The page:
[quote=Della]If we look at this from an eternal point of view, no it wasn’t. I’ll try to explain what I mean: Since the death of Jesus happened by God’s will but through the free will actions of the Jews and the Romans, and God knowing that would be the case, God put it into the OT rites in order to foreshadow the redemption happening in this way, so that the OT rites would be a witness to Christ’s veracity as to who he was. Now, this is just my own musings, but if even I can see how this could be with my poor powers of reasoning, I’m sure God understood what he was doing better than any human being could. I hope that helps you.
[/quote]

Exactly. The Old Testament rituals were foreshadowings of the ultimate Sacrifice which was going to occur, not because it had to occur that way, but so that we as limited beings could understand.

Roman law did not allow for Jesus to die for Jewish reasons. Pilate may not have known who Jesus was, but he surely knew he was violating Roman justice by condemning Jesus.

The parallel that interests me is this…

The Jewish heirarchy did not recognize Jesus’ authority. They did not want to be subject to Him.

Protestants do not recognize the authority of the Catholic Church which is the “body” of Christ. They do not want to be subject to it.

Protestantism worked to break from the authority of the Pope and to subject religion under the state. The Jews worked to break from the authority of Jesus by subjecting themselves to the Roman state… “We have no King but Ceasar!”

Thal59

Probably he knew more than the title (IESVS NAZARINVS REX IUDAEORVM).He asked to the people,You want your king to be crucified?And that’s one of the charges the religious leaders had against Jesus.So,he knew something about it.Pilate’s wife had a revealing dream about Christ and she told him about it.I think Pilate knew Jesus was more than an ordinary king.

[quote=faithfulservant]is there any substantive indication that Pilate knew who he was ultimately condemning to death… other than the INRI title he requested be put above the Crucified Lord… has the Church ever spoke about this?
[/quote]

If he had, he would have been quite extraordinarily wicked - as would Annas & Caiaphas.

That’s too easy, because it lets us off the hook. Jesus was crucified by ordinary people, like us: by an official afraid of losing his job, who did not think much of the people he was saddled with, and who had already been complained of to “headquarters” (i.e. Rome); and an ecclesiastical establishment which wanted to prove its loyalty to the government without losing face to its own people, and wanted to avoid its country being swallowed by the occupying authorities, which belonged to the superpower of the day.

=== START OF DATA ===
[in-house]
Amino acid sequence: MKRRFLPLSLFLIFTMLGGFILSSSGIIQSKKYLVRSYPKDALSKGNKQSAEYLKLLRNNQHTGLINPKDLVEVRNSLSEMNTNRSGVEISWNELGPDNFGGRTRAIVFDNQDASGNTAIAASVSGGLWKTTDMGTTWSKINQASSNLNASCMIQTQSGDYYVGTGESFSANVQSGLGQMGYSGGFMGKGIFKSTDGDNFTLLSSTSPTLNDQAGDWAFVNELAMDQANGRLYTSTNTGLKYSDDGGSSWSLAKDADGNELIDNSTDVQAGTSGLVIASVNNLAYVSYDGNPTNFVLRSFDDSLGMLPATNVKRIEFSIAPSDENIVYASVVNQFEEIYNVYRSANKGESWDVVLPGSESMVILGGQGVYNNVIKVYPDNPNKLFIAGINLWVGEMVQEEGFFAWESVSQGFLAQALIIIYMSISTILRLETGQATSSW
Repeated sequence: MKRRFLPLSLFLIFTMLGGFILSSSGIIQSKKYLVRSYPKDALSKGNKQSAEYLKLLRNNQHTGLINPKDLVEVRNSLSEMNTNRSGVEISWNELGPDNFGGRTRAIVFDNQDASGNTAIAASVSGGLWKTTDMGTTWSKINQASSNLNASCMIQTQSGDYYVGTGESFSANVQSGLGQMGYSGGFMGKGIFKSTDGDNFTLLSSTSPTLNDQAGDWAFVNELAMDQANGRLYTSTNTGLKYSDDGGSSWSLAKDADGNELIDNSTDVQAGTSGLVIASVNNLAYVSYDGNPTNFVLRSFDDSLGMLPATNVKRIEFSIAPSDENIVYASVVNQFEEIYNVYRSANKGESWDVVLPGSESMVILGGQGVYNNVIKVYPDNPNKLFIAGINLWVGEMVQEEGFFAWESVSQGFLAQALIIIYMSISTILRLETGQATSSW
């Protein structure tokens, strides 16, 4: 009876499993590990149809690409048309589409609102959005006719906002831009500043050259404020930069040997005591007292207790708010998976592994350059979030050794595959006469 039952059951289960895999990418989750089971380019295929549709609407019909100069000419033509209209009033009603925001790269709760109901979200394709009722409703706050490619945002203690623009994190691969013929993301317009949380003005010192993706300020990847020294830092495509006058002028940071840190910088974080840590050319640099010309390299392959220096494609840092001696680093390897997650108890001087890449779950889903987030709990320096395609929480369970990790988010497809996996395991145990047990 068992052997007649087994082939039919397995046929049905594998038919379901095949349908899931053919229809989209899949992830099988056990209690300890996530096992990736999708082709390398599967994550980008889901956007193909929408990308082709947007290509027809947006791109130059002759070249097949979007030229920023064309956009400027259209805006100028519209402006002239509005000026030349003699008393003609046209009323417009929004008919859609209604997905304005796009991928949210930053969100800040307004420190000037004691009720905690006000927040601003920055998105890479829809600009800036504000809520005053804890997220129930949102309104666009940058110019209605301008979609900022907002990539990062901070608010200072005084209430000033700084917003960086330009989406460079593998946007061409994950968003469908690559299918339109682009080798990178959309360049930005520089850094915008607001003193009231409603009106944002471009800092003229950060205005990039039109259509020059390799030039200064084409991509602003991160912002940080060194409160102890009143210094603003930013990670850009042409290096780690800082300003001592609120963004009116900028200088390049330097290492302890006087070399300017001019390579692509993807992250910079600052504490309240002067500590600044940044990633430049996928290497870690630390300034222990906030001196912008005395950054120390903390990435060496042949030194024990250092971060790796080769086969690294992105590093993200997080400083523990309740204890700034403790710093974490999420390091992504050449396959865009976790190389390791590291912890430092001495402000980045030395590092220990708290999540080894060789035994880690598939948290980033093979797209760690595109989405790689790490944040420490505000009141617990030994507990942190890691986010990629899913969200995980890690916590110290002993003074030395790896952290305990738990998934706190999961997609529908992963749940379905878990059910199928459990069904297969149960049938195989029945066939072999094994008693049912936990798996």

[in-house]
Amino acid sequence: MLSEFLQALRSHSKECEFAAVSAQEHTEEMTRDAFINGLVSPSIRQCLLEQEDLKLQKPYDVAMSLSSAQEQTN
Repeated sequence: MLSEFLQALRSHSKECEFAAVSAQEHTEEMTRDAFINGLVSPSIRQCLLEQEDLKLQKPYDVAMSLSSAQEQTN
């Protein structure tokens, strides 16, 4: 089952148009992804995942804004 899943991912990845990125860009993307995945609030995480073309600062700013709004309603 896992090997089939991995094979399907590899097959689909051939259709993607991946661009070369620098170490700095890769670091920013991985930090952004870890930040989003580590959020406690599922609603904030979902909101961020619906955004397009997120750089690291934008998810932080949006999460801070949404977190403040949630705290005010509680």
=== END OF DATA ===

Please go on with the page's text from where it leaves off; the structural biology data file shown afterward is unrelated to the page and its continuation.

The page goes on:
Jesus died because He was in the wrong place at the wrong time. He was very convenient for all concerned. It’s hard to see that He was special - Pilate is unlikely to have had any more concern for the niceties of Jewish ideas about the Messiah, than the US authorities in Iraq have for the distinctions of Muslim theology. There is no reason to suppose that Pilate had a full NT theology of salvation in his head - he would have had his own gods, domestic and military; his question, “Am I a Jew ?” clearly implies the answer, “Not likely !”

IMHO, the INRI, apart from being written on a board as was usual with the “title” indicating the crime of the man being executed, is seen by the evangelist, John, as a Roman admission of what the Jewish religious officials in his gospel deny: that Jesus is King. It doesn’t follow that Pilate is expressing personal faith; the text seems to be saying only that what the Jews denied, a Roman admitted - whatever his intentions. Which is important for John’s idea of Jesus, as the Revealer: He is the Judge of his judges; He’s not on trial, they are - and they are judged by their reaction to What He is.

That’s why the theme of the “Johannine misunderstanding” is so important - Pilate and the others use words about Him which can be understood in one way, according to the letter; while meaning something far more significant, taken spiritually. Which is why what is a run-of-the-mill description of a crime of treason - the INRI - is spiritually, for the Christian, who knows of the Resurrection, a true description: Jesus *is *King of the Jews. This is related in meaning to the theme of the hidden Messianic identity of Jesus in the other three gospels. ##